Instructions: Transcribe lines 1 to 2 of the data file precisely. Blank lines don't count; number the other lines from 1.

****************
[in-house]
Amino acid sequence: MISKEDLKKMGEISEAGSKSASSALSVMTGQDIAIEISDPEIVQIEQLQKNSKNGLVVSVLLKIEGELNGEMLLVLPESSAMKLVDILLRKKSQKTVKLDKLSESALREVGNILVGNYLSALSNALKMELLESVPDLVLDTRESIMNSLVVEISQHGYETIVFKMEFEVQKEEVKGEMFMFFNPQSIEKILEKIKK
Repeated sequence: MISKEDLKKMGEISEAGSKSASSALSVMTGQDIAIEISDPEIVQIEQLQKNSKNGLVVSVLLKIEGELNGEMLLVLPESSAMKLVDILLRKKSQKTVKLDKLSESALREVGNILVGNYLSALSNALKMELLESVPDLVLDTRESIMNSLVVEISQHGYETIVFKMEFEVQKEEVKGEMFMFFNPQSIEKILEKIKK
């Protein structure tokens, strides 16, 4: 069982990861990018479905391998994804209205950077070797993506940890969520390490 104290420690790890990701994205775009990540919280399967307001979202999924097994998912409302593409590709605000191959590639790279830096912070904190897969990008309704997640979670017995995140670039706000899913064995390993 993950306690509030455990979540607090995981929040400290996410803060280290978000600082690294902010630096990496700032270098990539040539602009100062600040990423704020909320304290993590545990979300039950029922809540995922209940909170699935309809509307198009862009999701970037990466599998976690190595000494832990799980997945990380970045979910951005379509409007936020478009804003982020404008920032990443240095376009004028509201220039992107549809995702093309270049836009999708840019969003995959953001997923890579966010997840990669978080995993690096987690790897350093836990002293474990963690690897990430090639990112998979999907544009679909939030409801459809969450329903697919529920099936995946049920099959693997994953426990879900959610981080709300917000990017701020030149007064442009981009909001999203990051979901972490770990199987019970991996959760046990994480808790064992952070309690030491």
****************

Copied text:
[in-house]
Amino acid sequence: MISKEDLKKMGEISEAGSKSASSALSVMTGQDIAIEISDPEIVQIEQLQKNSKNGLVVSVLLKIEGELNGEMLLVLPESSAMKLVDILLRKKSQKTVKLDKLSESALREVGNILVGNYLSALSNALKMELLESVPDLVLDTRESIMNSLVVEISQHGYETIVFKMEFEVQKEEVKGEMFMFFNPQSIEKILEKIKK